29 October 2015

Query

I read somewhere recently ... it may have been in one of the reviews of the current London exhibition on the 'Celts' ...  that the eighteenth century Scotch forgery The Poems of Ossian (through which Dr Johnson so memorably saw: "But Dr Johnson: could any man have forged such sublime poetry?" "Yes, Sir; any man ... and any woman ... and any child ... "), was credulously praised as some of the greatest literature ever written, by Napoleon and Jefferson and by quite a lot of other easily duped fools.

Napoleon I have heard of, because I have visited, and, by kind permission of Father Abbot, said Mass in the splendid Church at Farnborough Abbey where members of his family are buried. I have even enjoyed a biography of the Empress Eugenie, his relative by marriage, and admired some of the superb benefactions she made to cathedrals and churches.

I gather Napoleon himself, however, was an opinionated foreigner, self-absorbed, who fancied himself enough to compose 'Constitutions' which expressed what his admirers considered his greatness as a political philosopher; who created problems from which the world is still suffering. I gather he was sexually incontinent and made himself unpleasant to Catholic clergy.

But who is this Jefferson?

22 comments:

Philothea said...

Thomas Jefferson, American President?

FrKing said...

On this side of the Atlantic, we would assume that the reference is to Thomas Jefferson, revolutionary, President, author of Constiutional Law, and founder of the University of Virginia.
Infamous amongst Christians for the "Jefferson Bible -- an Authorized Version from which he snipped any miraculous bits.

Liam Ronan said...

I believe it is Thomas Jefferson, a US statesman and President.

Titus said...

Well, whatever else he might have been, he was not incontinent.

Belfry Bat said...

Is Fr. rhetoricizing? For the Jefferson that comes to mind was an opinionated... foreign-enough a fellow... perhaps may have been self-absorbed, certainly fancied himself enough to compose 'Constitutions' but more: insited every Constitution must be torn up after a generation! On his eternal authority, there shall be NO Traditions! And yes, he may very well have been unpleasant to Catholic clergy. I don't recall re. continence (merely of the Continental Congresses...)

Sadie Vacantist said...

Thomas of that ilk but the Americans will provide lower level knowledge. They might wish to clarify if it was Andrew Jackson who claimed that America's constitution (of which TJ was the main author) was flawed because it was predicated on its adherents being Christian.

Paulusmaximus said...

The Jefferson in question is Thomas Jefferson the 3rd US President. Dr Johnson said of MacPherson's 'translations' of tales from old Gaelic sources (i.e. Irish and highland Scots) that: 'Any man could write this stuff -- if he would stoop to it'

Pax Britannica said...

I think it is more than slightly disingenuous to describe the Emperor Napoleon III as being merely the 'family' of his uncle, being a most illustrious successor and despite some errors and some misfortunes (which is why he, his Empress, and his son now rest at Farnborough) was perhaps the most successful and competent ruler of France since Louis XIV, without the severe over-reach and magalomania of his uncle.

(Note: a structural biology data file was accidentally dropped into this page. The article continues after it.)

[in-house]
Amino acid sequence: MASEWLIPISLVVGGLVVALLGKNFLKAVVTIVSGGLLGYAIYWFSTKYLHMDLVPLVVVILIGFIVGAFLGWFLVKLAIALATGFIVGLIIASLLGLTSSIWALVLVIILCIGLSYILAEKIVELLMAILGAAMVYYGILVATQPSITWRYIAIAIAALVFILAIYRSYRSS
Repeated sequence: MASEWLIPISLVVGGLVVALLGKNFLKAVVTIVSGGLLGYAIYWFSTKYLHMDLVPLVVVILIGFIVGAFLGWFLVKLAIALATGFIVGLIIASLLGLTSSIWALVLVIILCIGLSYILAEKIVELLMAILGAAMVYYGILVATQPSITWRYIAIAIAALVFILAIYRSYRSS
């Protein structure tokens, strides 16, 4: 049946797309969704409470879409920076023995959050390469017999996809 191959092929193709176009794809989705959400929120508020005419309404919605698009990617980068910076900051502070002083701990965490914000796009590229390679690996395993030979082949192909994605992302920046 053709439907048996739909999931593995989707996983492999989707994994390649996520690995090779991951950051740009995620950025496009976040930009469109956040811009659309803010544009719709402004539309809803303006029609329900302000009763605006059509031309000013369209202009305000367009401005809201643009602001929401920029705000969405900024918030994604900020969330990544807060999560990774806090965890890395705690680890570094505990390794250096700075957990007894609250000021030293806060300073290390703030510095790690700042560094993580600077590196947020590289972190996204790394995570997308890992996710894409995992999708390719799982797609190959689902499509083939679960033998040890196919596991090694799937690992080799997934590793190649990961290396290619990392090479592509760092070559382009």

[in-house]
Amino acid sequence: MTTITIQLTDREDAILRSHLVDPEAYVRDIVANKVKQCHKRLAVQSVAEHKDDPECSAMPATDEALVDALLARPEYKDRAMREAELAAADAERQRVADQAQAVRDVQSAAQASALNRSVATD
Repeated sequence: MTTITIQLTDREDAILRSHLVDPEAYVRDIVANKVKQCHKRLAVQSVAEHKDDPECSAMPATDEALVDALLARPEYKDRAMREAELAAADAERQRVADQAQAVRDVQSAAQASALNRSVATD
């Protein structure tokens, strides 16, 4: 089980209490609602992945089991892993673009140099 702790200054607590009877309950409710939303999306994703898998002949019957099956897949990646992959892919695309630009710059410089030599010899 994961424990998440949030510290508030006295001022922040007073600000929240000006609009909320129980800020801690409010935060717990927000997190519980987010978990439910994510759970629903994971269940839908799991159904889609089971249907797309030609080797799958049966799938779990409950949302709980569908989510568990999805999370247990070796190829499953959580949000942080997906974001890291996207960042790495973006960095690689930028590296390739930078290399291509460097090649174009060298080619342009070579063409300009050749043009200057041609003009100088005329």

Thomas said...

Thomas Jefferson the second President of the United States.

"Thomas Jefferson did not write many poems, although he had a great appreciation for poetry. He read and quoted widely from poets such as Homer, Virgil, John Dryden, and John Milton. Ossian was a special source of pleasure." (http://loc.gov/rr/program/bib/prespoetry/tj.html)

He was tutored by a Scots Presbyterian minster as a boy - hence the "Celtic" connection.

Seamus said...

I believe he's that fellow who's often cited about a "wall of separation between church and state," as if that remark, in a private letter, was an infallible statement ex cathedra regarding the proper interpretation of the First Amendment to the U.S. Constitution, but who as president sent to the U.S. Senate for ratification a treaty that provided for a stipend to be paid by the U.S. government to a Catholic priest who was ministering to the Kaskaskia Indians: http://www.patheos.com/blogs/warrenthrockmorton/2011/04/19/david-barton-on-thomas-jefferson-the-kaskaskia-indians/

Tony V said...

All wrong. Clearly the reference is to Jefferson Davis, the first and so far only president of the CSA.

GOR said...

I think Father was being rhetorical, people.

I’m sure he was not thinking of Jefferson Airplane – a sometime rock band which also performed in Britain - and none of whose ‘hits’ I can now recall, if I ever knew of them…

Romulus said...

For what it's worth, in the summer of 1804 there was an exchange of letters between President Jefferson and Sr. Therese de St. Xavier Farjon, superior of the Ursuline nuns in the recently-acquired city of New Orleans. In his reply, President Jefferson assures the Ursulines that their rights would be "preserved to you sacred and inviolate... without interference from the civil authority." The civil authority in these parts is no longer what it used to be. Neither for that matter are the Ursulines.